CONTACT: STEPHEN PRADARELLI
100 Old Public Library
Iowa City IA 52242
(319) 384-0007; fax (319) 384-0024
Release: May 15, 2001
UI helps Republic of Georgia develop civics curriculum
IOWA CITY, Iowa -- In the Republic of Georgia, democracy is still in its
infancy. Since declaring its independence from the Soviet Union in 1991, the
country -- bordered to the west by the Black Sea, to the north by Russia and
to the east and south by Turkey, Armenia and Azerbaijan -- has been beset
by civil conflict, massively negative Gross Domestic Product growth and hyperinflation.
Despite the turmoil, one thing that has remained constant is the value placed
on education by the republic's citizens. Which is why a delegation of seven
educators from Georgia -- a country with a nearly 100 percent literacy rate
-- has spent the past three months at the University of Iowa developing their
country's first-ever comprehensive civics curriculum for ninth-graders.
"Education is very valued in Georgia," says the team's coordinator,
Vika Kuprashvili, Ph.D., an English teacher, a member of the English Teachers
Association of Georgia (ETAG) and director of the Civics and Debate Teaching
Centre in Georgia's capitol, Tbilisi. "People give up nice clothes and
other luxuries so their children can go to college. And most people do go
Working under the guidance of faculty and staff in the UI College of Education,
the educators have conducted in-depth research using university computer and
library facilities, sat in on university and local K-12 classes, consulted
with U.S. educators, and traveled to several educational and cultural sites
around the country, including Mark Twain's childhood home in Hannibal, Mo.
Their primary objective has been to assemble a civics curriculum that covers
such subjects as democracy, human rights, constitutional issues, citizenship
and social problems, a curriculum that could replace older materials obtained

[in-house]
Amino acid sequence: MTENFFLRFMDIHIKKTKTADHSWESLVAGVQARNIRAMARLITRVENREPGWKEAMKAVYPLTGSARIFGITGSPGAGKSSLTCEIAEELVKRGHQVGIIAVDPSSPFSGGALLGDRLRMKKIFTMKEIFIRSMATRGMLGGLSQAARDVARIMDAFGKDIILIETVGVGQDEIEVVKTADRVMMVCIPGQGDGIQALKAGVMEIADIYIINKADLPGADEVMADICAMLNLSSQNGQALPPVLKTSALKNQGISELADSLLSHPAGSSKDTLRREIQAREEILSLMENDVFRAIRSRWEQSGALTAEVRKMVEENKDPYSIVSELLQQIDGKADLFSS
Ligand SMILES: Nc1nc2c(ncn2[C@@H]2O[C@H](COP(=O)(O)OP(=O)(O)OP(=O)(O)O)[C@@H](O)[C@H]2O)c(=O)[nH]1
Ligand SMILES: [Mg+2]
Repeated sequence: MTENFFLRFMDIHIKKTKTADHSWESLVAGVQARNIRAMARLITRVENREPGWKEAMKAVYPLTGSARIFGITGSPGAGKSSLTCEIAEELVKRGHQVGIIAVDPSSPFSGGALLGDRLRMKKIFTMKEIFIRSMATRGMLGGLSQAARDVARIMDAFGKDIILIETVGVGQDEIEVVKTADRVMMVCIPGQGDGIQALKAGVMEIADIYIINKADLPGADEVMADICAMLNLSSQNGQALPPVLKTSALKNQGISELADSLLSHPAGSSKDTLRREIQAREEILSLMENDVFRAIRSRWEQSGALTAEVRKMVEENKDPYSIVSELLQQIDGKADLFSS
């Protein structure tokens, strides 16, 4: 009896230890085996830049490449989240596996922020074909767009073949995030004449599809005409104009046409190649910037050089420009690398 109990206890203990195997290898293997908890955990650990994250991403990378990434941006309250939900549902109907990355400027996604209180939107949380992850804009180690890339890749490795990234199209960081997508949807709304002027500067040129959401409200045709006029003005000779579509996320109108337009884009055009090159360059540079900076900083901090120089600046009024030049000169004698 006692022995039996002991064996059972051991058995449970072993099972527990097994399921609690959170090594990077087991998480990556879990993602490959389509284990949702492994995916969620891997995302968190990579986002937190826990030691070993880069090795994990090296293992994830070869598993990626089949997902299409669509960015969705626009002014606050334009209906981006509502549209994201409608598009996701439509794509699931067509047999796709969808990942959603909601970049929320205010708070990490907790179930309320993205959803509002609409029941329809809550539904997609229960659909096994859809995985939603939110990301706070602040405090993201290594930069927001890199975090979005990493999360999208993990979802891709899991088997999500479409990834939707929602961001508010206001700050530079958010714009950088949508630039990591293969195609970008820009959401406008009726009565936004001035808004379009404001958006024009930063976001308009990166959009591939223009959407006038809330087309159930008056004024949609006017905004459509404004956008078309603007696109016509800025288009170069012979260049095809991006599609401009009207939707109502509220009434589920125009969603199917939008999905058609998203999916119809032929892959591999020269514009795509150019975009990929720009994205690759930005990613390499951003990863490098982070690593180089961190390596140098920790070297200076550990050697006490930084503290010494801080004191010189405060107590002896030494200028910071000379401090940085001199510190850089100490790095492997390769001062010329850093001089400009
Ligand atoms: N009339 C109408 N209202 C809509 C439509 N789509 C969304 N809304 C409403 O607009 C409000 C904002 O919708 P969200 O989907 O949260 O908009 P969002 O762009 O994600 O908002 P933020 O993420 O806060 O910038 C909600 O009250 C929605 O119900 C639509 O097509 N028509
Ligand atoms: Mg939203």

and translated from neighboring Russia. The group has also drawn up guidelines
for employing more interactive methods of teaching in the classroom, such
as using games, skits, role-playing and debate.
"This is important material that can assist young people and teachers
of Georgia as they try to make their country more democratic and assist all
to be aware of each other's rights as they interact," said UI special
education professor Paul Retish, who is also director of civic education curriculum
and training grants for Georgia and Moldova.
With less than a week to go before they return to Georgia, the educators
say the curriculum is almost completed. The group will seek volunteers in
their country to use the curriculum as part of a pilot project. Other members
of the delegation who will help "spread the word" include Marina
Mshvidobadze, an English teacher; Bella Kopaliani, a law teacher; Tamar Khatiashvili,
a teacher of pedagogy; Tamar Kaldani, a lawyer; and Tea Gvelesiani, a psychologist.
The group will be assisted by Rusudan Tkemaladze, director of ETAG, which
is a partner in the civic education and curriculum development effort.
The project has the endorsement of, among others, Georgia's minister of
education, who praised the group's efforts during a recent visit to the UI.
But the group faces some challenges.
While Georgia's people prize education, rewards to teachers are few and
far between. Partly because of the flailing economy, teachers earn on average
only $16 a month -- if they get paid at all, according to another team member,
Nino Tokhadze, Ph.D., an English teacher and research associate with the International
Language Academy in Tbilisi. Some educators may be reluctant to try new teaching
techniques or incorporate new materials into the curriculum. And while Georgia
is "wired" to the Internet, technology resources are scarce in classrooms.
In the school where Kuprashvili teaches, there is only one computer for 2,000
students, making widespread dissemination of materials difficult.
Still, the group is hopeful of its chances for success, not only in improving
Georgia's civics curriculum, but also in fanning the flames of democracy.
"The next generation will be the real builders of democracy in Georgia,"